Cables are indispensable in this highly technological day and age. In the average household, you will find cables running between televisions sets, DVD players, desktop computers, speakers, and video projectors. And with the proliferation of mobile devices like tablet PCs, smartphones and laptops, charger cables are also essential in ensuring that suitable battery levels are maintained.
Outside of the home, cables have countless other applications in business and industrial settings. In work environments, they are found snaking behind computers, telephones, printer stations, and other electronic devices. Their primary role is to enable functions like communication, signal transmission, and instrumentation and control, and are essential components of transmission devices, multi-point and single-ended networks, and converters and repeaters. And in industrial sites, cables are necessary for a wide range of markets: electrical, factory automation, natural gas production, steel, refining and petrochemical, pulp and paper, and wind, power and solar generation.
Because they are must-haves in terms of various transmission operations, cables must be kept organized and out of the way to prevent interruptions and obstructions. And the best way to keep numerous and lengthy cables in order, in any space, is to utilize a cable clip.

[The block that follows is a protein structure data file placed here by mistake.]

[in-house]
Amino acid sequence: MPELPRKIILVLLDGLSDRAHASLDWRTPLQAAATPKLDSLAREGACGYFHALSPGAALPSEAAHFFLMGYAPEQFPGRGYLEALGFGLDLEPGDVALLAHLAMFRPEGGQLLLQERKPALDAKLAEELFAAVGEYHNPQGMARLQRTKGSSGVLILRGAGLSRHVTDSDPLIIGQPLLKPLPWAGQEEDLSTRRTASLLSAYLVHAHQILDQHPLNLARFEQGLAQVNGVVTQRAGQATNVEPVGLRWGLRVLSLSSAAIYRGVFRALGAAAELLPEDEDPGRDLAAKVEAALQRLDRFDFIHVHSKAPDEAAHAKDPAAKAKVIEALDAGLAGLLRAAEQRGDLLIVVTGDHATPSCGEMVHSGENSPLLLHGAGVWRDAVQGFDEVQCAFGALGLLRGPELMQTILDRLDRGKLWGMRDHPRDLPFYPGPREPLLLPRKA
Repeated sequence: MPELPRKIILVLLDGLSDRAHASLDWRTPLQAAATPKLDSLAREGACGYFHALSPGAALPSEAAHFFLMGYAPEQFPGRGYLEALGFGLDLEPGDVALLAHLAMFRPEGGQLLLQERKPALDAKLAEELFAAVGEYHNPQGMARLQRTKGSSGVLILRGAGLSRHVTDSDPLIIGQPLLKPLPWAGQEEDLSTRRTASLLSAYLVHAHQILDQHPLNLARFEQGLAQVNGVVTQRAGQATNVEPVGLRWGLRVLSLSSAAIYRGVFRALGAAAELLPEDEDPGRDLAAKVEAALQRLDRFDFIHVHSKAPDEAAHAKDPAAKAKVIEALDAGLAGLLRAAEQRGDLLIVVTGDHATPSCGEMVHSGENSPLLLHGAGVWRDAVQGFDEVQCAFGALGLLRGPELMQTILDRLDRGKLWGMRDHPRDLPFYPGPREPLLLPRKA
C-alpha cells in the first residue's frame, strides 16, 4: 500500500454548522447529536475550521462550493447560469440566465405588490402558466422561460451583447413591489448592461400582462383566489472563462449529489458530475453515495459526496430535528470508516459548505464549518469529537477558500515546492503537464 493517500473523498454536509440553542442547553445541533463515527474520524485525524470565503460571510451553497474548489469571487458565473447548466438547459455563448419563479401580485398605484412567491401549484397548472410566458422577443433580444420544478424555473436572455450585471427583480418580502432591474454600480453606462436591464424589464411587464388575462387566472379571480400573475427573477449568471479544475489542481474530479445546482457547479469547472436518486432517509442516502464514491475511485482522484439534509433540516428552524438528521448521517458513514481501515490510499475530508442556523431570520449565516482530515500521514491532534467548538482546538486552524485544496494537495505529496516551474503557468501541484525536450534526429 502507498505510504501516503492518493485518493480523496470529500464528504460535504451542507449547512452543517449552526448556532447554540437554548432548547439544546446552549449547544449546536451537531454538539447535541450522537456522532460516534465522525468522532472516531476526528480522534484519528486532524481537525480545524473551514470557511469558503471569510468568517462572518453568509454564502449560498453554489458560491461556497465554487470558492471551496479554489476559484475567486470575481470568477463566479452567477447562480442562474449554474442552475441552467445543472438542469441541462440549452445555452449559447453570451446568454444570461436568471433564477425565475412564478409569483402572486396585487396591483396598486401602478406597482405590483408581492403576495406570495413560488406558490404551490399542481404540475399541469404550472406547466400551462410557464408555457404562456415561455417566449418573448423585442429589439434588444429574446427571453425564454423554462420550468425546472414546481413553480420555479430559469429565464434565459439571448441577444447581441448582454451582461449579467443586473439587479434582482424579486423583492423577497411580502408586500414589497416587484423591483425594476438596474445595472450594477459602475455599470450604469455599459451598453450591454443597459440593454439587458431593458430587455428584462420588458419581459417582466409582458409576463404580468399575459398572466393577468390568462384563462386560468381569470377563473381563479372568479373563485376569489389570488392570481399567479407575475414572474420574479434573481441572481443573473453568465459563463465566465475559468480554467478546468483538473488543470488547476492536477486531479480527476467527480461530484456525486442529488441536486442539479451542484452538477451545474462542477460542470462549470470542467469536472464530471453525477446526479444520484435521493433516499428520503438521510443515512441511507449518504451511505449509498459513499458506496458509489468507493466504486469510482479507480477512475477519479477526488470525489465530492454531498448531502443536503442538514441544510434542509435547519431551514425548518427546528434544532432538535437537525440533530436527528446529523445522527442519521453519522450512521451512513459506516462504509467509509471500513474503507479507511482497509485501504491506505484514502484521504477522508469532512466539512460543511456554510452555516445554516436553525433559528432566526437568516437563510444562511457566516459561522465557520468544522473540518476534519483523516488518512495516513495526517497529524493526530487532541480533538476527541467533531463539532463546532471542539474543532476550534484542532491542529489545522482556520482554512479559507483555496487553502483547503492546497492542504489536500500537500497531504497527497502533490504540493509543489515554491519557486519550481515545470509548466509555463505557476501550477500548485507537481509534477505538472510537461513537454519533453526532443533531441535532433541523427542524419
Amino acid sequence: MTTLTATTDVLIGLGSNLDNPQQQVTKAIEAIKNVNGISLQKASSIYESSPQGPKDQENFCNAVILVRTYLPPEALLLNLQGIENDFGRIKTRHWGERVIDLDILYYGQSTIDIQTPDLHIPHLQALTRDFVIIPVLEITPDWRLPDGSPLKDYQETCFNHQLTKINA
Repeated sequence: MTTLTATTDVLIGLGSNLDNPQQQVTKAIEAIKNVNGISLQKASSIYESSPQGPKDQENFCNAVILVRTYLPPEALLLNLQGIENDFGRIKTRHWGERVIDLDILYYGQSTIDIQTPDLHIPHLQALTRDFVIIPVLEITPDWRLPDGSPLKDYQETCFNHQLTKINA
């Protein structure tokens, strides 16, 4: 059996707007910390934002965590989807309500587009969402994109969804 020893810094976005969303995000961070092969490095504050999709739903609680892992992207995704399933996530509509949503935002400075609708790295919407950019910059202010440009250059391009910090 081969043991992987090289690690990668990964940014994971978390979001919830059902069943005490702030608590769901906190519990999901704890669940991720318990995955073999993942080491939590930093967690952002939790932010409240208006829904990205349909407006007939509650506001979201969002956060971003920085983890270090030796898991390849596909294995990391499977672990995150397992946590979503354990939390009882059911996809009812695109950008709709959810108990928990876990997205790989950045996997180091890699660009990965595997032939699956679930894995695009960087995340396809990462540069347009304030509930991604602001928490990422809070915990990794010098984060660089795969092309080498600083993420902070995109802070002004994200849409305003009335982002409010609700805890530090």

What is it?
A cable clip is a device that manages wires and cables and secures them to a fixed point on a surface, like a wall, ceiling or floor. A wide range of cable clips is available to control cables of all sizes and shapes, in almost any number, in both home and industrial applications.
How does it work?
Generally, a cable clip contains two important components: one mechanism for gathering cables together securely, and another provision for holding the entire cable clip (along with the gathered cables) fast against a single spot on a surface so that the entire bundle stays in place. Some manufacturers design products so that these two mechanisms come separately, although combining them provides better utility and a number of advantages.
One particular type of cable clip is designed as a single piece of material (like plastic) to hold wires and cables on one end, while a hole is provided on another end through which a nail can be used to secure the clip to a wall or other surface. However, this type of cable clip may not be suitable for surfaces that should not be damaged by hammering a nail into them.
In such cases (especially for instances wherein securing the cables together is only meant to be temporary), another type of cable clip may be more appropriate — one that comes with an attached adhesive area that can be easily stuck to the surface without creating a hole or damaging it in another way. Once the cables can be let down, the cable clip can be simply removed.